Words Fail Me - What Everyone Who Writes Should Know About Writing."
O'Conner urges writers to know the people whom we want to read their sales presentation. Identify your audience. Determine the correct vocabulary, tone, sentence structure, and imagery that you'll need to use to communicate effectively with your audience. Learn their level of sophistication, their likes and dislikes, and their demographic and psychographic attributes.
"Words Fail Me" is not about writing for the software development business. It's about writing in general. But O'Conner's ideas apply beautifully to our industry. In the software development industry, the texture of a microISV's sales presentation has to match the audience that she's trying to reach. Otherwise, prospects are going to find - and buy software applications from - her competitors.
Selling to Large Enterprises
If you're offering a mission-critical application to Fortune-500 line managers, you can't sound like you're an individual working from a kitchen table. Instead, you need to build your credibility and convey the impression that you're an established, thriving firm.
How do you build this kind of credibility when selling to Fortune-500 companies, universities, and large government institutions? Include your phone number and postal address on every page of your website. Brag about the level of customer support that you provide to your clients. Invite prospects to phone you during normal business hours (whatever that means) to discuss any questions or problems that they might have. Proudly offer multi-user and site licenses at attractive prices. Welcome purchase orders rather than requiring corporate buyers to use a credit card to start the buying process.
Selling to Entrepreneurs
For example, if you say that your software requires DirectX 11, and your competitors don't say that their applications need DirectX 11, then a lot of your prospects are going to buy from your competitors. There's not one entrepreneur in ten who knows if their computer has DirectX 11 installed. And there's not one in a thousand who knows how to determine if they do or don't have it on their computer. Stop losing sales by confusing your prospects. Speak to them in a language that they understand.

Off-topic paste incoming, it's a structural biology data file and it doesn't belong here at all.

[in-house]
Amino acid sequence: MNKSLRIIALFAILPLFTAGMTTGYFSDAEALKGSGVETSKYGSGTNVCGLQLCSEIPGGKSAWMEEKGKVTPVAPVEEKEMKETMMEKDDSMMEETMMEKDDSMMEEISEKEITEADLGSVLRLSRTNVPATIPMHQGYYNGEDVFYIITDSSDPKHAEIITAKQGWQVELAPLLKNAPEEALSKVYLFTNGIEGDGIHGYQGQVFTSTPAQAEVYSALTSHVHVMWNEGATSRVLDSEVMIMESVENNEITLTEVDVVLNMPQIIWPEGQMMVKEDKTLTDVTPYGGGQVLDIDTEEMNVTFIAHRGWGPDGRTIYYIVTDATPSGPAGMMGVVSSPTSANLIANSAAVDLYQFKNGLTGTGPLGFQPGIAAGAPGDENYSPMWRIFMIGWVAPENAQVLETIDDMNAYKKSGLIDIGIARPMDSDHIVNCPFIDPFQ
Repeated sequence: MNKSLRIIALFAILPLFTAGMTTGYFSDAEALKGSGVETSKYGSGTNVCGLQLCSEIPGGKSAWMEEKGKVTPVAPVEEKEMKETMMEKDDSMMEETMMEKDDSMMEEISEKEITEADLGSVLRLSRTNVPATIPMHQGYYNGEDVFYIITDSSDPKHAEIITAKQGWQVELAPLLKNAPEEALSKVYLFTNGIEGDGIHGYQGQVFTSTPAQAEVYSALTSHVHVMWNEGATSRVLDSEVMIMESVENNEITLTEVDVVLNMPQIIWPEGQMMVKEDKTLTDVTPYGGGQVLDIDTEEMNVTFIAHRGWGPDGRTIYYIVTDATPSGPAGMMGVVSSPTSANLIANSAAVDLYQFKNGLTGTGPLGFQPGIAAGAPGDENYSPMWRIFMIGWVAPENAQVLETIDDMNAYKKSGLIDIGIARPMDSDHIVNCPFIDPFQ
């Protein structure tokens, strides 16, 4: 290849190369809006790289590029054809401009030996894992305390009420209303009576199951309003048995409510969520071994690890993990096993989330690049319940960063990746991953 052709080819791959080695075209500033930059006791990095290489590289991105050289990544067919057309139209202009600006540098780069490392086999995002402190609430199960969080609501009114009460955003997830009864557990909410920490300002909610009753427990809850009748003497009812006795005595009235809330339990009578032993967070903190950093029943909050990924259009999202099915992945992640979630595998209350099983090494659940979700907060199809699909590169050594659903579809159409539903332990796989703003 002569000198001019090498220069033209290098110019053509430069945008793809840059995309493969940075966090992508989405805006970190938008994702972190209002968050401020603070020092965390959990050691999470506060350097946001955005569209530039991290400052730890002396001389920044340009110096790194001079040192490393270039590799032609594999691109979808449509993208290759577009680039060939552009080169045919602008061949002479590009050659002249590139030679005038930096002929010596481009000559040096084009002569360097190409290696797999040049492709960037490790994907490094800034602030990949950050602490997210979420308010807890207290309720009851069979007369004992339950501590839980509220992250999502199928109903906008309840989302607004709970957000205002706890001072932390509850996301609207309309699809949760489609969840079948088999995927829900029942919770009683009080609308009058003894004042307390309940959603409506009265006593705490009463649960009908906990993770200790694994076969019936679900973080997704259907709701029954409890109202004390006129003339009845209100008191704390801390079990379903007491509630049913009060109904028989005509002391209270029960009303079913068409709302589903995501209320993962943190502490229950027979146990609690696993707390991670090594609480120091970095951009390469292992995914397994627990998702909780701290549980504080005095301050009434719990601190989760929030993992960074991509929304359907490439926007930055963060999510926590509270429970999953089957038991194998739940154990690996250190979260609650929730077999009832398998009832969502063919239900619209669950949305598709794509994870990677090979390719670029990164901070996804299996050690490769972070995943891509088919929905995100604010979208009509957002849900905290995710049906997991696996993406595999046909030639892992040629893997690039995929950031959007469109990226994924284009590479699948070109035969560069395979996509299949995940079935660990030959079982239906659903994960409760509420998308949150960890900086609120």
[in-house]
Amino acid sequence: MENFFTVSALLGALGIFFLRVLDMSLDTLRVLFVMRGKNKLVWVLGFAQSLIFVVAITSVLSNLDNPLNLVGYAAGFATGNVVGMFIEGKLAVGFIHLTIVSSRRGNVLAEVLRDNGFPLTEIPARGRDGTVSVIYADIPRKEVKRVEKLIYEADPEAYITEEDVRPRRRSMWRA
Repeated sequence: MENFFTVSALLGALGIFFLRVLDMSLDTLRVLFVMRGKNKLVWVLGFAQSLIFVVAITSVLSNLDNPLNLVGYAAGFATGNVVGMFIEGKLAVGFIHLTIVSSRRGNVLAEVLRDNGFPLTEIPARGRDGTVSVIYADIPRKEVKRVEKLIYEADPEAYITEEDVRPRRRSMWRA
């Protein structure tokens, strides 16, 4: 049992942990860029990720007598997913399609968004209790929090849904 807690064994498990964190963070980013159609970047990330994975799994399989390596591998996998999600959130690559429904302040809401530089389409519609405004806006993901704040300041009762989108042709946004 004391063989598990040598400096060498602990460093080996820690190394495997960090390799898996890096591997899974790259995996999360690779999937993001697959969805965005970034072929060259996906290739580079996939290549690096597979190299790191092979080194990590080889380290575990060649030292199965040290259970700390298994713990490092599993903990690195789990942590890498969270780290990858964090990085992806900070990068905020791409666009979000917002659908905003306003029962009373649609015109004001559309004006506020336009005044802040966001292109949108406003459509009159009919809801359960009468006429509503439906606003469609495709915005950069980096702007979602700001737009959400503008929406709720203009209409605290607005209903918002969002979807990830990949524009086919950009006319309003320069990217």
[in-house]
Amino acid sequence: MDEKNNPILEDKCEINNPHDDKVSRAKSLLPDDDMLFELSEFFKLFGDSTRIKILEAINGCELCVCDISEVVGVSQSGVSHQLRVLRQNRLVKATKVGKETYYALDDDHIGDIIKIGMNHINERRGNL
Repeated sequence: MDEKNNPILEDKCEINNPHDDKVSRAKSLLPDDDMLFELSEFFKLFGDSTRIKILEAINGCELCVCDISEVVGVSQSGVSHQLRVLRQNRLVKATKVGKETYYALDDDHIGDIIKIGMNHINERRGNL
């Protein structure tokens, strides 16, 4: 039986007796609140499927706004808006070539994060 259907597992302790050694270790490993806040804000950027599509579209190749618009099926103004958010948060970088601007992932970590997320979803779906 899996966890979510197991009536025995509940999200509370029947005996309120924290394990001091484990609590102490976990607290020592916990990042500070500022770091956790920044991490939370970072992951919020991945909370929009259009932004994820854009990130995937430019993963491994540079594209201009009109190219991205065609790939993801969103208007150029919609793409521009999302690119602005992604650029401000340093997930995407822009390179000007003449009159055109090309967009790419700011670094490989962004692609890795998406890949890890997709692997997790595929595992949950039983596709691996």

Speak to business customers in simple business English. Avoid technical terms whenever possible. If you can't work around using computer jargon, then take the time to define the terms that you're using.
Many of your prospects speak English as a second language. To convince these people to make a buying decision, it's important to use common words to form short, simple sentences.
Selling Educational Software
If you're marketing educational software to parents and children, explain that you're a parent yourself, and talk in an inviting, conversational tone. You're delivering a sales message to prospects who share your frustrations with today's educational system. Write to them the way you would write to a friend.
Don't craft your online sales presentation the same way you would write about a business program. Instead, explain how you designed your software for your own children. Make prospects understand how easy your application is to install and use.
Fear of Writing
Many people are afraid to write. O'Conner believes that fear of writing is very often fear of your readers - your software prospects. The more you understand and talk to your audience, the easier it will become to write sales messages, user guides, and all of the documents that microISVs create every week.
In the software development world, many microISVs write for people like themselves. Instead, software developers should be writing for their target audience which is often made up of prospects who lack the technical background to easily understand the developer's website, help file, or promotional email messages.
Writing for Multiple Audiences
Never talk down to the reader, O'Conner reminds us. Sure, developers often have to describe their software using simple terms so that computer newbies and non-technical prospects can grasp the fundamentals. Find a way to simplify your writing without dumbing it down, and without talking down to prospects and customers.
One effective way to write for multiple audiences is to create multiple pathways through your website. For example, if you're selling network administration software, your prospects come from a wide range of technical backgrounds.
Some of the people who need your software are experienced networking veterans who understand the business. They're familiar with technical jargon, and they want your sales presentation to speak to them professionally.
You have other prospects who were promoted to the job of Network Administrator last week, and they're practically clueless about what to look for in a software package. They need a lot of hand-holding. Your sales message has to explain to them how your software can make their jobs easier.
How do you write effectively for both audiences? Create a read-out box on your home page with the title "Solutions for..." and include bullet points such as "Experienced Network Administrators" and "New Network Managers". If you're trying to coax users of competitive applications to switch to your software, then include bullet points for "Current users of Product-X".
Give each target audience a web page that speaks directly to their needs. Do a lot of defining and explaining for the newbies, and deliver a "Quick-Start" style presentation for the grizzled veterans.
Treat your reader respectfully, and your attitude will be reflected in your writing. The more you know about your prospects, the stronger your software marketing will be.